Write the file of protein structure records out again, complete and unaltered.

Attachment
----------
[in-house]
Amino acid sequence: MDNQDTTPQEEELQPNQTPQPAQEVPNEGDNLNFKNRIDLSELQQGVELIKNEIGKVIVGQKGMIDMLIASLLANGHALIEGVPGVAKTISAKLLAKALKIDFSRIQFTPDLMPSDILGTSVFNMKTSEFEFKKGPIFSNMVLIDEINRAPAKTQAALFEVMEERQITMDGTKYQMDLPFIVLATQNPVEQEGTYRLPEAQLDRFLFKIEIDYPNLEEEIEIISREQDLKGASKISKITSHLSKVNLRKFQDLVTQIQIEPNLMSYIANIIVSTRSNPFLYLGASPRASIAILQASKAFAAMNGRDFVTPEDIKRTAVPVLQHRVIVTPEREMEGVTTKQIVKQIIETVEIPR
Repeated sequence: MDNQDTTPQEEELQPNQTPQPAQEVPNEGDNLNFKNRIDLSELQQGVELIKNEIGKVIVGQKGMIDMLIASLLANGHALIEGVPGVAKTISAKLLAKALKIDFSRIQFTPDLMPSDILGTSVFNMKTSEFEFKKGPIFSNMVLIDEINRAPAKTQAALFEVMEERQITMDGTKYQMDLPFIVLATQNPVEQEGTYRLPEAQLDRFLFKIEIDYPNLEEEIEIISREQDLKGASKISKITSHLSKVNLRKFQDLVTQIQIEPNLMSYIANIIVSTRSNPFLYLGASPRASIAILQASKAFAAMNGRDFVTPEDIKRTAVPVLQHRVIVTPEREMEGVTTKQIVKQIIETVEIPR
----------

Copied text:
[in-house]
Amino acid sequence: MDNQDTTPQEEELQPNQTPQPAQEVPNEGDNLNFKNRIDLSELQQGVELIKNEIGKVIVGQKGMIDMLIASLLANGHALIEGVPGVAKTISAKLLAKALKIDFSRIQFTPDLMPSDILGTSVFNMKTSEFEFKKGPIFSNMVLIDEINRAPAKTQAALFEVMEERQITMDGTKYQMDLPFIVLATQNPVEQEGTYRLPEAQLDRFLFKIEIDYPNLEEEIEIISREQDLKGASKISKITSHLSKVNLRKFQDLVTQIQIEPNLMSYIANIIVSTRSNPFLYLGASPRASIAILQASKAFAAMNGRDFVTPEDIKRTAVPVLQHRVIVTPEREMEGVTTKQIVKQIIETVEIPR
Repeated sequence: MDNQDTTPQEEELQPNQTPQPAQEVPNEGDNLNFKNRIDLSELQQGVELIKNEIGKVIVGQKGMIDMLIASLLANGHALIEGVPGVAKTISAKLLAKALKIDFSRIQFTPDLMPSDILGTSVFNMKTSEFEFKKGPIFSNMVLIDEINRAPAKTQAALFEVMEERQITMDGTKYQMDLPFIVLATQNPVEQEGTYRLPEAQLDRFLFKIEIDYPNLEEEIEIISREQDLKGASKISKITSHLSKVNLRKFQDLVTQIQIEPNLMSYIANIIVSTRSNPFLYLGASPRASIAILQASKAFAAMNGRDFVTPEDIKRTAVPVLQHRVIVTPEREMEGVTTKQIVKQIIETVEIPR